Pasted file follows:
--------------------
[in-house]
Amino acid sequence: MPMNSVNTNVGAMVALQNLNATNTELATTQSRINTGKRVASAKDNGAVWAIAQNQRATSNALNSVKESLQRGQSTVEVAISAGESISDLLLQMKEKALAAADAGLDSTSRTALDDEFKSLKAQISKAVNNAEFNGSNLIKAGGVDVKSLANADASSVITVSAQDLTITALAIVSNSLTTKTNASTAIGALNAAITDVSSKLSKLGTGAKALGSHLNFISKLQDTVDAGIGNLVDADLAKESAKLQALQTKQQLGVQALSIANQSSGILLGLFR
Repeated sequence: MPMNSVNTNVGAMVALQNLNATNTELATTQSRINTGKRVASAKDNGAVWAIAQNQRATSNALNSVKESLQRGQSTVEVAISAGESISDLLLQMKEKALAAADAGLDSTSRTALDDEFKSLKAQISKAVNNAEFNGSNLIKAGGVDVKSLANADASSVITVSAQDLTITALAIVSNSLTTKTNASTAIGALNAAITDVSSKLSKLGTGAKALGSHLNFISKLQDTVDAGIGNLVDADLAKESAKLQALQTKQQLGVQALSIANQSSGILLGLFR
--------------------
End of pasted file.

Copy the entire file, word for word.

[in-house]
Amino acid sequence: MPMNSVNTNVGAMVALQNLNATNTELATTQSRINTGKRVASAKDNGAVWAIAQNQRATSNALNSVKESLQRGQSTVEVAISAGESISDLLLQMKEKALAAADAGLDSTSRTALDDEFKSLKAQISKAVNNAEFNGSNLIKAGGVDVKSLANADASSVITVSAQDLTITALAIVSNSLTTKTNASTAIGALNAAITDVSSKLSKLGTGAKALGSHLNFISKLQDTVDAGIGNLVDADLAKESAKLQALQTKQQLGVQALSIANQSSGILLGLFR
Repeated sequence: MPMNSVNTNVGAMVALQNLNATNTELATTQSRINTGKRVASAKDNGAVWAIAQNQRATSNALNSVKESLQRGQSTVEVAISAGESISDLLLQMKEKALAAADAGLDSTSRTALDDEFKSLKAQISKAVNNAEFNGSNLIKAGGVDVKSLANADASSVITVSAQDLTITALAIVSNSLTTKTNASTAIGALNAAITDVSSKLSKLGTGAKALGSHLNFISKLQDTVDAGIGNLVDADLAKESAKLQALQTKQQLGVQALSIANQSSGILLGLFR